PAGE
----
Saturday, June 02, 2007

Archaeology at Meroe
"More royal pyramids stand in the deserts of northern Sudan than in all of Egypt. For 3,000 years, a succession of African civilizations rose and fell along the Nile River in ancient Nubia, at one point expanding north to the Mediterranean Sea. Relatively little is known about these peoples. While Egypt hosts up to 200 foreign archeological teams a year, Sudan until recently has averaged 10 to 12.
Among the pioneers is Krzysztof Grzymski, head of world cultures at the Royal Ontario Museum . . . . First recorded by the Greek historian Herodotus in the 5th century BC, Meroe served as capital of the most politically sophisticated empire seen to that point in sub-Saharan Africa.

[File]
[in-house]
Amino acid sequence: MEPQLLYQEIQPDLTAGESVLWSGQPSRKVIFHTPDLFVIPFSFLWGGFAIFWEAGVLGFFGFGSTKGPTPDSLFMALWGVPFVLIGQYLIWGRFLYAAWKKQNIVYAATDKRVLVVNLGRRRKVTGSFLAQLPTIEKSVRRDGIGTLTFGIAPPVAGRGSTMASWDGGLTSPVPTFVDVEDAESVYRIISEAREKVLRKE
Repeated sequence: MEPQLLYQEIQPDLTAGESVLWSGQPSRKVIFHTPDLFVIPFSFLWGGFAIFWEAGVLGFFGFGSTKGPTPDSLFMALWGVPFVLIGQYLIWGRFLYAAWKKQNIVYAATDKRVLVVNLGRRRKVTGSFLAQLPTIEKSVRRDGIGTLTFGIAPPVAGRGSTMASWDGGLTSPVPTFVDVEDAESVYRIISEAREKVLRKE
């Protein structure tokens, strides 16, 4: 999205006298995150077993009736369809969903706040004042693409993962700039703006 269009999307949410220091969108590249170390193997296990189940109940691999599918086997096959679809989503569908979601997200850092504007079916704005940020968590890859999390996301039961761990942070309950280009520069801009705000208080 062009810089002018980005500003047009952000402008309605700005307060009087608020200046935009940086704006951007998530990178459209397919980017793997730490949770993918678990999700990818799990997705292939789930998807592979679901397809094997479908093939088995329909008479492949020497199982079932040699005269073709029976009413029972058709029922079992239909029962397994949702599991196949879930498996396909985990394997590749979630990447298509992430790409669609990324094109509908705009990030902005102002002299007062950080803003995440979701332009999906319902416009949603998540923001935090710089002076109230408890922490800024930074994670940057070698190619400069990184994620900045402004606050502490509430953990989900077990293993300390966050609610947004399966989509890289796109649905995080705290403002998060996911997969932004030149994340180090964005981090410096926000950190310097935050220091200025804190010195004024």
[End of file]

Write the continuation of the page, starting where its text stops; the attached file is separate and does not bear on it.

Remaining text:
To the right of the highway, along a sandy ridge, stand more than 40 royal pyramids – some with their tops lopped off by Italian tomb raider Giuseppe Ferlini in 1833, others recently restored by German architect Friedrich Hinkel.
'I don't like digging graves,' Grzymski says. 'That's where you find all those treasures, I know. But I have a not very archeological attitude that we should leave the dead alone.'
Instead, he digs on the left of the highway, at Meroe's Royal City on the east bank of the Nile. To the inexperienced eye, the site looks strewn with rubble. But through Grzymski's eyes, scattered boulders resolve into grand staircases and sacred sphinxes. Low-lying walls rise to become palaces and temples, decorated with murals and graced by tree-lined avenues.
Grzysmki points out the temple to the god Amun, and indoor royal baths outfitted with ceramic pipes and covered in glazed tiles of Mediterranean hues."

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